A Real Design Problem
“We are searching for some kind of harmony between two intangibles: a form which we have not yet designed, and a context which we cannot properly describe.” The harmony / good fit between form and context can be regarded as the total absence of potential misfits, which can be represented by a finite set of binary variables all taking the value 0.
A Homeostatic Form-Making Process
“The greatest clue to the inner structure of any dynamic process lies in it’s reaction to change.” The homeostatic process consists of a series of subsystems, all interlinked yet sufficiently independent of one another. The subsystems are of equal scope, and are as small, specific and detailed as possible. The fast reaction to single failures, complemented by resistance to all other changes, allows the process to adjust subsystem by subsystem and reestablish equilibrium.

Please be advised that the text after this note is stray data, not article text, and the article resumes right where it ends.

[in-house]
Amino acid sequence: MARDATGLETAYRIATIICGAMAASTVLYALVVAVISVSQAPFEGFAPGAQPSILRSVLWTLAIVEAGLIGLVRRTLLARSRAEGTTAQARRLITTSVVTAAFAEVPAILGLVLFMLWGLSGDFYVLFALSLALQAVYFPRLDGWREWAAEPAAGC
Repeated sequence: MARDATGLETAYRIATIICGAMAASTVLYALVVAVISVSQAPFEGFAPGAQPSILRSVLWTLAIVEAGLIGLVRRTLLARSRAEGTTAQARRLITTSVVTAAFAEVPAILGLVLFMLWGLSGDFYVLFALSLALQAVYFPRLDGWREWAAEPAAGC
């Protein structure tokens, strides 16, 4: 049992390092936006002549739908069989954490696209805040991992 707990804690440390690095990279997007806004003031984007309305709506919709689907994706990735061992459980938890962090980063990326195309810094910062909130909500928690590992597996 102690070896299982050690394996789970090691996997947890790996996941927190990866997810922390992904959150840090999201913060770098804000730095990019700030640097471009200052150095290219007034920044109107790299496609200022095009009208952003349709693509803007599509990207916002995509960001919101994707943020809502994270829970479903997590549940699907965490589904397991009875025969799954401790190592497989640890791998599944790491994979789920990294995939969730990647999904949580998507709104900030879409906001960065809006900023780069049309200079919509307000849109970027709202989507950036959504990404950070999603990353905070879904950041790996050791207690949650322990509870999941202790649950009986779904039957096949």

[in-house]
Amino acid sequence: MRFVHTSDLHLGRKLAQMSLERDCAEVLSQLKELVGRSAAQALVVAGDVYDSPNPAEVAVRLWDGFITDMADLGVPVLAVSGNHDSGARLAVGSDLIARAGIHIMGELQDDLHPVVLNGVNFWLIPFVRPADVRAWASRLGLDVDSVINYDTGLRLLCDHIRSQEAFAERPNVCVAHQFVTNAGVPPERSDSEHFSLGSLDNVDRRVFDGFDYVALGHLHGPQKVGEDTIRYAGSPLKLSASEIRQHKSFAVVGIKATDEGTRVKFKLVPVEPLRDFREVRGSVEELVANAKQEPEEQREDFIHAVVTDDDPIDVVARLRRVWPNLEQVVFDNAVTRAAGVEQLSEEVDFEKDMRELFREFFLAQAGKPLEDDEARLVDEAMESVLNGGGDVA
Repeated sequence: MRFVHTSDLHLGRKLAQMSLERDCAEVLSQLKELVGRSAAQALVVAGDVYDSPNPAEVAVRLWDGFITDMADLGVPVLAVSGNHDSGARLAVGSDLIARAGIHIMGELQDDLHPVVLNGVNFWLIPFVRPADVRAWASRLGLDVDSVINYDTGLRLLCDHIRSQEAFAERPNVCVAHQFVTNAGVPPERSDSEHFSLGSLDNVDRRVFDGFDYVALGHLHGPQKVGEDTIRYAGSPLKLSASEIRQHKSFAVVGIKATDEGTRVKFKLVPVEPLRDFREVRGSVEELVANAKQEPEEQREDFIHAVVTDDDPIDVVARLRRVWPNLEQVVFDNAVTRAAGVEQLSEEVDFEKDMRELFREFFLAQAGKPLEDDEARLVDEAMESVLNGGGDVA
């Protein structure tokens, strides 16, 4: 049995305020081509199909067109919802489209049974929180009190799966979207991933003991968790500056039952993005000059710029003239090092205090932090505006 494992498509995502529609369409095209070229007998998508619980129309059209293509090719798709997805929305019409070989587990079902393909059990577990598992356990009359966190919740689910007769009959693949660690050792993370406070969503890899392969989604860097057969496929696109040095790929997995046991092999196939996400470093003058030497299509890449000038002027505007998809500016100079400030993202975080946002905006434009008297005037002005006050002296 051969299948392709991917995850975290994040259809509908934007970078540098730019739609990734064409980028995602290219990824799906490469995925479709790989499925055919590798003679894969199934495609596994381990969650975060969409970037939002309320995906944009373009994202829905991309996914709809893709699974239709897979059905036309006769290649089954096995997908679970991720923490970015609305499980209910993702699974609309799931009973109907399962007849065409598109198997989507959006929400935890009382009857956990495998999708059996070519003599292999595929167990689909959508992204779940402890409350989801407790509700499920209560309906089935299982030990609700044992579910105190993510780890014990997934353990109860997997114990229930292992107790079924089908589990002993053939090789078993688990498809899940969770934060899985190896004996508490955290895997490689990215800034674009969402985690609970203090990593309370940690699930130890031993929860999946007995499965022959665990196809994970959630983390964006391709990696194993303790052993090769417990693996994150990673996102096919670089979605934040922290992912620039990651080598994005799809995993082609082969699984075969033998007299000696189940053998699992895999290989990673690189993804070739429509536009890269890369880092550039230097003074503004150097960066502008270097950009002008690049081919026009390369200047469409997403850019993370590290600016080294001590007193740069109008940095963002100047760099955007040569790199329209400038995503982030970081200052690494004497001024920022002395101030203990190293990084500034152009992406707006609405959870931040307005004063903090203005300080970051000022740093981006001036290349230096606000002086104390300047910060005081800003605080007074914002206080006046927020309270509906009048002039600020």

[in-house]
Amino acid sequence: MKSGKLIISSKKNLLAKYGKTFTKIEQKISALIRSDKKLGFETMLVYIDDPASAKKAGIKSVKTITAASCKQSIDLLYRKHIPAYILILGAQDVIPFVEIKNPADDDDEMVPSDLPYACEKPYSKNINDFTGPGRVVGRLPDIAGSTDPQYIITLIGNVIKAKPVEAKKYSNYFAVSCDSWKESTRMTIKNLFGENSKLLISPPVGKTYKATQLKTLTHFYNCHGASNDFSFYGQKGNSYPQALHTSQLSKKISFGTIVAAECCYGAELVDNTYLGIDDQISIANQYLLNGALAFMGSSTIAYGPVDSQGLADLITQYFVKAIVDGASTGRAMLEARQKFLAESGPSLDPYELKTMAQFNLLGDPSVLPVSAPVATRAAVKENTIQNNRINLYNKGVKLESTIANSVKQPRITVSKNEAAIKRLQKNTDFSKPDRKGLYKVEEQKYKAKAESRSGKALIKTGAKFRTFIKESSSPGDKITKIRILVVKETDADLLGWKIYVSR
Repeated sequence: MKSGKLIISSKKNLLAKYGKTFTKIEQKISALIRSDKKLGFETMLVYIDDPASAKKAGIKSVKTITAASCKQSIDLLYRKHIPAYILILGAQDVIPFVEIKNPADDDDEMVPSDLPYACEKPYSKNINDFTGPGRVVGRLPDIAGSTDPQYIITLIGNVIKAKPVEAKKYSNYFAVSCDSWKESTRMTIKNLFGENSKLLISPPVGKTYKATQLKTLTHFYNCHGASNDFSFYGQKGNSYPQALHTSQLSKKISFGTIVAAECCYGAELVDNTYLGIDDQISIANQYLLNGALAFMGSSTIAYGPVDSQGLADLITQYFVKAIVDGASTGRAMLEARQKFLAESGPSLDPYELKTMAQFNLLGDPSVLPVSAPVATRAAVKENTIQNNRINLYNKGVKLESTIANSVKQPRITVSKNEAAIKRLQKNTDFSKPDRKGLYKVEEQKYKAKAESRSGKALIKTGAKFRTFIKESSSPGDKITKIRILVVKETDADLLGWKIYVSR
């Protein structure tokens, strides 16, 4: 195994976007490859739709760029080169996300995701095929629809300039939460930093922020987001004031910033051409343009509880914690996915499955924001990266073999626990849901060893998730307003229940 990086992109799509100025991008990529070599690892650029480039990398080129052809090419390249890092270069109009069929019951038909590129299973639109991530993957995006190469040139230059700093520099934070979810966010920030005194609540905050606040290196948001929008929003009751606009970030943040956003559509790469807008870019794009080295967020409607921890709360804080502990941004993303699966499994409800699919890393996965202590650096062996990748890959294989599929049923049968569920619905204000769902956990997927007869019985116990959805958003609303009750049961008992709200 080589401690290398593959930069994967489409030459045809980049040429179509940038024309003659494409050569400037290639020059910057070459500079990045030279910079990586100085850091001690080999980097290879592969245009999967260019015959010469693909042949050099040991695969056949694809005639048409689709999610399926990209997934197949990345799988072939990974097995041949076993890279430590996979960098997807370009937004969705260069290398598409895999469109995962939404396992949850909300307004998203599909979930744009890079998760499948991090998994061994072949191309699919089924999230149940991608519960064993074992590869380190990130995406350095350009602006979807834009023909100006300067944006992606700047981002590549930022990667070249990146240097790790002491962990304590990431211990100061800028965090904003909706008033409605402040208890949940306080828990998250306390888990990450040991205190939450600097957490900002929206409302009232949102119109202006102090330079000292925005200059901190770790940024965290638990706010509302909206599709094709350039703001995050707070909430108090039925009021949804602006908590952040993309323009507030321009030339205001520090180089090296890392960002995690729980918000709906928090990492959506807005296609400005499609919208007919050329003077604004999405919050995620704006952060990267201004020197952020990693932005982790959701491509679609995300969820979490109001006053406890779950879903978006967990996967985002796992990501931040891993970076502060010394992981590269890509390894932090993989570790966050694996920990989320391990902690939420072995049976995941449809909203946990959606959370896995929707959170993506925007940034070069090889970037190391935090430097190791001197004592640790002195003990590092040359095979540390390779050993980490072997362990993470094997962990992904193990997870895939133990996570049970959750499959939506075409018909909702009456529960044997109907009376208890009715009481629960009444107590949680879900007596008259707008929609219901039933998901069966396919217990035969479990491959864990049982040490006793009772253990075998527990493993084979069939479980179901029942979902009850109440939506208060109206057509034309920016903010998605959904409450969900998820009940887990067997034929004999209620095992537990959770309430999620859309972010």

A constructive diagram is a description of the form and of the functional requirements at the same time, i.e., a unified description of the field of forces. Each constructive diagram is a hypothesis about the nature of the context. A good diagram illuminates the context and the form. It is usually improved by clarity and economy of notation; it can not be obtained by deductive methods, but only by abstraction and invention; it is rejected when a discrepancy turns up.